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Unknown syntax in alternative query


I ran a query through the SQL Optimizer and the best alternative query that it found does have drastically improved performance.

The issue is that I have never before seen the syntax used in the alternative query. I’ve asked some DBA’s and searched the web, but I still don’t have an explanation of what it means. I’m reluctant to use the alternative query if I don’t understand how it works.

Here’s a simple example:
Original Query

WHERE A.col1 = B. col1

AND A.col2 = 1

Alternative Query

WHERE A.col1 = B.col1 + 0

AND A.col2 + 0 = 1

Can anyone tell me what the “+ 0” is doing or point out a resource on the web that explains this?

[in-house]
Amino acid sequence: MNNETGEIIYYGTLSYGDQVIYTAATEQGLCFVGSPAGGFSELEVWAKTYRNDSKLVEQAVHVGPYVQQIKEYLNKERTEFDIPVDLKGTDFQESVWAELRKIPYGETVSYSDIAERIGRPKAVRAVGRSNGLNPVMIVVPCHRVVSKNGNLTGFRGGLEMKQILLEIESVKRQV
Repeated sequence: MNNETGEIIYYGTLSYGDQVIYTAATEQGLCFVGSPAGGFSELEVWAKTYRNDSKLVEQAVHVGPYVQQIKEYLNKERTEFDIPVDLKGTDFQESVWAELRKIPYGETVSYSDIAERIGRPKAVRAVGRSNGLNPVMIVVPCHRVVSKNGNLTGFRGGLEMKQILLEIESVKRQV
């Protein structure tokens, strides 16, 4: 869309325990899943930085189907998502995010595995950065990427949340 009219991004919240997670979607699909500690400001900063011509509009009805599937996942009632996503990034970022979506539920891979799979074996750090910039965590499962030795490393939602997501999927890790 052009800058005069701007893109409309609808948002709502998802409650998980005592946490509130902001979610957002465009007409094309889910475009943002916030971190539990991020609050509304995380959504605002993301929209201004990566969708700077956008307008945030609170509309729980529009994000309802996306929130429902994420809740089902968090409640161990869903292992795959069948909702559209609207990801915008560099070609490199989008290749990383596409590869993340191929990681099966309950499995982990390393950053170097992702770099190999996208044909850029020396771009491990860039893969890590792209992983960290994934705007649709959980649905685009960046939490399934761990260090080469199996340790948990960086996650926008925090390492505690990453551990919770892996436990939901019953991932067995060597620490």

Here is a detail descussion in my blog

How to Control Two Tables Join Path?




The simple answer is based on what the optimizer is looking for in the query to determine how the execution plan should best be compiled to execute the query.

One of the steps it takes is to look in the where clause for specific equalities between common fields of one table to another, or to a specific literal value. It then looks at what indexes on the table reference those same fields. However if you change the equality from one field of table 1 to a “result of an expression” of table 2, the optimizer will not consider looking for an index based on that field. By adding the +0 to a numeric field or a || ‘’ to a string field, you effectively changed your field you are joining to to an expression. This in turn will cause the optimizer to look at other indexes on the table to establish a join.


Thanks for filling in more information, Rich. It is a very good write-up.


Message was edited by: Alex Luk


Excellent! I now understand what this does. Thanks for the help.